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ATR Releases List of 2014 State Pledge Signers Ahead of Elections in Kansas, Michigan, Missouri, and Washington


Posted by Jorge Marin on Monday, August 4th, 2014, 4:21 PM PERMALINK


As the next round of states prepares to hold their election primaries, Americans for Tax Reform has released a new list of state legislative and state-wide candidates seeking office who have signed the Taxpayer Protection Pledge for Kansas, Michigan, Missouri, and Washington. The individuals on this list have voiced their commitment to the taxpayers to oppose all efforts to raise the tax burden. ATR strongly encourages voters to consider these candidates when they go to the ballot box on August 5th, 2014. The list of incumbents and challengers who have signed the Taxpayer Protection Pledge and will be on the ballot Tuesday can be found in the following links:

Kansas

Michigan

Missouri

Washington

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Rednecksrule

The No Tax Pledge is all well and good but what I want is for you to sign the NO ILLEGAL IMMIGRATION Pledge Norquist...

Let's not import poverty that middle class tax payers, NOT GROVER"S CORPORATIONS, will have to pay for.

How about that Norquist?


DC Charter Schools Sue City Over Funding Gap


Posted by Blake Neff on Monday, August 4th, 2014, 4:00 PM PERMALINK


A battle between charter schools and the nation’s capital continues to escalate.

Dozens of Washington, D.C. charter schools are launching a lawsuit against the District and Mayor Vincent Gray, claiming they have been systematically shortchanged in funding by a hostile city administration.

The D.C. Association of Chartered Public Schools claims that the city has underfunded charter schools by more than $2,000 per student, per year compared to the D.C. Public Schools (DCPS). The total shortfall since fiscal year 2008, they claim, is over $770 million. The gap, the association says, is a violation of a Congressional command that charter schools receive the same amount of funding as ordinary public schools. It also materially disadvantages the charters, they claim, making them struggle to pay competitive teacher salaries.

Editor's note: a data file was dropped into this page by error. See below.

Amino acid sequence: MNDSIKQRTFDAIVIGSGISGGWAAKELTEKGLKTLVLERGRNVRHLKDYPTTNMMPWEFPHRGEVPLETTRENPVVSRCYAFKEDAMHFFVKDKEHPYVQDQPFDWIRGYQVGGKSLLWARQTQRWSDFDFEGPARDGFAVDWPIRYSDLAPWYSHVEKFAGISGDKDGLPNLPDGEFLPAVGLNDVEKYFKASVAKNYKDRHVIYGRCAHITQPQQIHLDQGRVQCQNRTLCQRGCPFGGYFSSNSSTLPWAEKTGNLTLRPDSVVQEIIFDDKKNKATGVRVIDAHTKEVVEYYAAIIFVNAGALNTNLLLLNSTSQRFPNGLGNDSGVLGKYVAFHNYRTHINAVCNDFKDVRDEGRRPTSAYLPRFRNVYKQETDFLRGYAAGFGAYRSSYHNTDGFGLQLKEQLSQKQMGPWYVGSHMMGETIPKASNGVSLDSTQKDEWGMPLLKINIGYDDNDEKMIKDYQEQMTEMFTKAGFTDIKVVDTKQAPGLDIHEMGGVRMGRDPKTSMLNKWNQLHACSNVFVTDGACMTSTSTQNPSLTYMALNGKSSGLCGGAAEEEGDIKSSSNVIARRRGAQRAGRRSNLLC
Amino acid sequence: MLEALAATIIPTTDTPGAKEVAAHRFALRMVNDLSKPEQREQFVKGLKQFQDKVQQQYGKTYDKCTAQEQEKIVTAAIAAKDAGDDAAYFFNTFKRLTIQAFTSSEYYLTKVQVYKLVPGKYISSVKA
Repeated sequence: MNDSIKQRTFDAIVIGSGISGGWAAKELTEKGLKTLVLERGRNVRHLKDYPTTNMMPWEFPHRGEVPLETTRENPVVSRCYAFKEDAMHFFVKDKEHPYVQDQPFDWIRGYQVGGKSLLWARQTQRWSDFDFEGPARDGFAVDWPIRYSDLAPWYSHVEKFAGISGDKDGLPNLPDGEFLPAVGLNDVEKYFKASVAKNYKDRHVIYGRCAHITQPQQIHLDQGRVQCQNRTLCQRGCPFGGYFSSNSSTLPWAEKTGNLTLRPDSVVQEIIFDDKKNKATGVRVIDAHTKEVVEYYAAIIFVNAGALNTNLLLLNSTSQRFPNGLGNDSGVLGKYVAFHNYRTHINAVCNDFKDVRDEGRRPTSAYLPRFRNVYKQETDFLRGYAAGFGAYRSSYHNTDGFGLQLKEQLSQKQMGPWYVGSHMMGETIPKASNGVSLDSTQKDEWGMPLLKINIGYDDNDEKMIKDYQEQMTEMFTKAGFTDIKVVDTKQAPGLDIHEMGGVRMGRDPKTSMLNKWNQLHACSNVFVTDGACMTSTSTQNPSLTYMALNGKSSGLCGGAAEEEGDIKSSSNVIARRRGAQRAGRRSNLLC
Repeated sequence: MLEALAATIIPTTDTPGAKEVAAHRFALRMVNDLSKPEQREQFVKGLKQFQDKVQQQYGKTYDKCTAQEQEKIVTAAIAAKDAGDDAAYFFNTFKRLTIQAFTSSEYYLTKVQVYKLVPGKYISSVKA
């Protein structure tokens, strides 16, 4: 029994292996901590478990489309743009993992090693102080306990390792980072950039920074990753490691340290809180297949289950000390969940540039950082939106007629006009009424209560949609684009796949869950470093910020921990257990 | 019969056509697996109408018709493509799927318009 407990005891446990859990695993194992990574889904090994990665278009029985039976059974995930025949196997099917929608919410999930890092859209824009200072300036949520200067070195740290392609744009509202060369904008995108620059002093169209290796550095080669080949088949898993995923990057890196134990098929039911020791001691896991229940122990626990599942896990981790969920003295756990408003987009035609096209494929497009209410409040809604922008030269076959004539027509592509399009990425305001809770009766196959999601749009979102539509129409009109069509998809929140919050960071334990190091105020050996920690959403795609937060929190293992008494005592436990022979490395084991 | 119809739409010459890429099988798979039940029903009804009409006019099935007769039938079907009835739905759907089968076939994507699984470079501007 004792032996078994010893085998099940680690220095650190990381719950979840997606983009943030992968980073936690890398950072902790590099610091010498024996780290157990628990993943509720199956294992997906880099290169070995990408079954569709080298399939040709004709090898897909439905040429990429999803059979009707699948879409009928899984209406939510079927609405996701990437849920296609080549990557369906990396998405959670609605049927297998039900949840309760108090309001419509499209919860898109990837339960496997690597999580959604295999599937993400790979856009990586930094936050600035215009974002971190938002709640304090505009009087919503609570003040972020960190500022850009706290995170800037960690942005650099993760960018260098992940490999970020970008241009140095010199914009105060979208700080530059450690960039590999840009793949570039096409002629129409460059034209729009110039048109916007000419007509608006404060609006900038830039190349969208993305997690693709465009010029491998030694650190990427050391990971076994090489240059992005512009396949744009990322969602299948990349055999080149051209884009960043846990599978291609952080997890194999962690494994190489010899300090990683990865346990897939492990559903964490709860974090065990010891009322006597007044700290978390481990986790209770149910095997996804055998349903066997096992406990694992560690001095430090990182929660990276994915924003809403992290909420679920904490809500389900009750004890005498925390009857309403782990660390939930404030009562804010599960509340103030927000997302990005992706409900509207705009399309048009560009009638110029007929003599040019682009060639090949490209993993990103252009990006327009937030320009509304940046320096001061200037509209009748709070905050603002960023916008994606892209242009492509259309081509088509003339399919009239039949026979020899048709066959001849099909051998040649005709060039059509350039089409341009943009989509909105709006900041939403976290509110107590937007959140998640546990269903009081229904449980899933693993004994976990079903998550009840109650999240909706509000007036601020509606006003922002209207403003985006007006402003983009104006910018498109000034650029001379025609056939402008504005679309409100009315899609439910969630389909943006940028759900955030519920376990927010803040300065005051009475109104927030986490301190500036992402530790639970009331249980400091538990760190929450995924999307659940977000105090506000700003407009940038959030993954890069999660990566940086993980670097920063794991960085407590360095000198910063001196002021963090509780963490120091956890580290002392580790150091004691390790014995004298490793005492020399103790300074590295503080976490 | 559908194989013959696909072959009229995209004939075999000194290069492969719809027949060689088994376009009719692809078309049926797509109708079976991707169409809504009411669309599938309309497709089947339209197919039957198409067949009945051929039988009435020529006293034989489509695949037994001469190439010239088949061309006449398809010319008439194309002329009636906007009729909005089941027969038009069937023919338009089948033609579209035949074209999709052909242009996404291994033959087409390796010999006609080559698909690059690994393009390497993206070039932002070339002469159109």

The plaintiffs support their claims of a disparity with a study commissioned by D.C.’s own government. The study, released last January, found that public schools benefit from an indirect subsidy through millions of dollars in in-kind support offered by other branches of the D.C. government. For example, the city’s Department of General Services provided far more free facilities maintenance to regular public schools than it did to charters.

“These funding disparities are contrary to D.C. law,” the report concluded.

Other sources of unfairness proliferate, the lawsuit says. Charter schools have their per-pupil funds calculated exclusively on the basis of confirmed enrollments, while DCPS is allowed to rely on estimates of how many students will be enrolled in the coming school year. With DCPS seeing steadily declining enrollment, these estimates are often inflated, the charter advocates claim.

In the past, the city has defended some of these sources of the funding disparity by arguing that DCPS is hamstrung by the need to hire union labor and by the requirement that schools be able to enroll new students throughout the year, of any background. Charter schools do not have such limitations. The plaintiffs argue, however, that such arguments are irrelevant when contrasted with a clear Congressional mandate that charters and public schools be funded identically.

D.C.’s charter school program is one of the nation’s most ambitious, with its approximately 37,000 participating students comprising over 40 percent of all publicly-funded schoolchildren in the city.

The Center for Education Reform (CER), a pro-charter school group, said the lawsuit was an unfortunate necessity brought about by the city government’s failure to close a very obvious gap.

“Across the nation, charter schools continuously get cheated out of resources, even in places like the District of Columbia where charter schools currently serve as an educational lifeline for 44 percent of the public school population,” CER president Kara Kerwin said in a statement sent to The Daily Caller News Foundation.

The lawsuit is the latest clash in a bitter history that dates back to 1996, when Congress amended the D.C. School Reform Act to establish a public charter school system in the District. Charter schools’ better test scores and higher graduation rates have led to a sharp decline in the number of students enrolling with DCPS, while charters have struggled to meet rising demand. DCPM has been compelled to close schools, and has fought to prevent the transfer of the closed school buildings to charter schools. Another source of friction has been with the Washington Teachers’ Union, which has long sought to undermine charter schools’ exemption from collective bargaining laws.